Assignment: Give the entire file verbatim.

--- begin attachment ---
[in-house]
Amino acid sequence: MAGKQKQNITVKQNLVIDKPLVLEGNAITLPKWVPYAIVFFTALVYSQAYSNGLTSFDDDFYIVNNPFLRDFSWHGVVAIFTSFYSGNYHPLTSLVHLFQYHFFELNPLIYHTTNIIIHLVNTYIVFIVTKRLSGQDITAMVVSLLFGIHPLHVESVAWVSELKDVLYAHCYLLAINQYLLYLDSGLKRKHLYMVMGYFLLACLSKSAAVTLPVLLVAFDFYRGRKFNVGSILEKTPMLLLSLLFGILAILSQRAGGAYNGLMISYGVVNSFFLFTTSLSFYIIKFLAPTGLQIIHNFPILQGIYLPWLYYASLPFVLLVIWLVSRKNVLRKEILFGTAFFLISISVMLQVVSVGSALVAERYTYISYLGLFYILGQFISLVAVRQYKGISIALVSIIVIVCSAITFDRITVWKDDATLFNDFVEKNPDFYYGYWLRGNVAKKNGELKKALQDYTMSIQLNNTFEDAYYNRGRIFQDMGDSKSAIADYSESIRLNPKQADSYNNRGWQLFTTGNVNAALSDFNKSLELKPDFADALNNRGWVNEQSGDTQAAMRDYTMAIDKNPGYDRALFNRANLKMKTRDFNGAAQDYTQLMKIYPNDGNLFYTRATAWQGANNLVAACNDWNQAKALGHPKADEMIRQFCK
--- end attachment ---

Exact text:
[in-house]
Amino acid sequence: MAGKQKQNITVKQNLVIDKPLVLEGNAITLPKWVPYAIVFFTALVYSQAYSNGLTSFDDDFYIVNNPFLRDFSWHGVVAIFTSFYSGNYHPLTSLVHLFQYHFFELNPLIYHTTNIIIHLVNTYIVFIVTKRLSGQDITAMVVSLLFGIHPLHVESVAWVSELKDVLYAHCYLLAINQYLLYLDSGLKRKHLYMVMGYFLLACLSKSAAVTLPVLLVAFDFYRGRKFNVGSILEKTPMLLLSLLFGILAILSQRAGGAYNGLMISYGVVNSFFLFTTSLSFYIIKFLAPTGLQIIHNFPILQGIYLPWLYYASLPFVLLVIWLVSRKNVLRKEILFGTAFFLISISVMLQVVSVGSALVAERYTYISYLGLFYILGQFISLVAVRQYKGISIALVSIIVIVCSAITFDRITVWKDDATLFNDFVEKNPDFYYGYWLRGNVAKKNGELKKALQDYTMSIQLNNTFEDAYYNRGRIFQDMGDSKSAIADYSESIRLNPKQADSYNNRGWQLFTTGNVNAALSDFNKSLELKPDFADALNNRGWVNEQSGDTQAAMRDYTMAIDKNPGYDRALFNRANLKMKTRDFNGAAQDYTQLMKIYPNDGNLFYTRATAWQGANNLVAACNDWNQAKALGHPKADEMIRQFCK